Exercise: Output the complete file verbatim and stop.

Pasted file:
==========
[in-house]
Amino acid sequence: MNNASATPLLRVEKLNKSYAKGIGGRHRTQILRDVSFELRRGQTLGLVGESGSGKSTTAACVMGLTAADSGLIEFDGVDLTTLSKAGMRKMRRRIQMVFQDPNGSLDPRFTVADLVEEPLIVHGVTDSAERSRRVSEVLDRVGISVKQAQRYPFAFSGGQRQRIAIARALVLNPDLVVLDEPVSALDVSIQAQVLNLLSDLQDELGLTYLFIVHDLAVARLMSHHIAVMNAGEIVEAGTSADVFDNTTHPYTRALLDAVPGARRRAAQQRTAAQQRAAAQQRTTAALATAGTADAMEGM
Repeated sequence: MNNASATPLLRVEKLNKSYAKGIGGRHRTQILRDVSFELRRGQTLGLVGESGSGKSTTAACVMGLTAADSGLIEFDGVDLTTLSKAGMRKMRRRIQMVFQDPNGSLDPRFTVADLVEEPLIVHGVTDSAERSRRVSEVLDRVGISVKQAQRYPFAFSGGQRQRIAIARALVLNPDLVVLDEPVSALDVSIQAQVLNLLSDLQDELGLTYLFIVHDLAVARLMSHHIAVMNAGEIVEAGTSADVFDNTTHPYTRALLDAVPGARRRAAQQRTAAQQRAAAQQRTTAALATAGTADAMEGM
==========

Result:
[in-house]
Amino acid sequence: MNNASATPLLRVEKLNKSYAKGIGGRHRTQILRDVSFELRRGQTLGLVGESGSGKSTTAACVMGLTAADSGLIEFDGVDLTTLSKAGMRKMRRRIQMVFQDPNGSLDPRFTVADLVEEPLIVHGVTDSAERSRRVSEVLDRVGISVKQAQRYPFAFSGGQRQRIAIARALVLNPDLVVLDEPVSALDVSIQAQVLNLLSDLQDELGLTYLFIVHDLAVARLMSHHIAVMNAGEIVEAGTSADVFDNTTHPYTRALLDAVPGARRRAAQQRTAAQQRAAAQQRTTAALATAGTADAMEGM
Repeated sequence: MNNASATPLLRVEKLNKSYAKGIGGRHRTQILRDVSFELRRGQTLGLVGESGSGKSTTAACVMGLTAADSGLIEFDGVDLTTLSKAGMRKMRRRIQMVFQDPNGSLDPRFTVADLVEEPLIVHGVTDSAERSRRVSEVLDRVGISVKQAQRYPFAFSGGQRQRIAIARALVLNPDLVVLDEPVSALDVSIQAQVLNLLSDLQDELGLTYLFIVHDLAVARLMSHHIAVMNAGEIVEAGTSADVFDNTTHPYTRALLDAVPGARRRAAQQRTAAQQRAAAQQRTTAALATAGTADAMEGM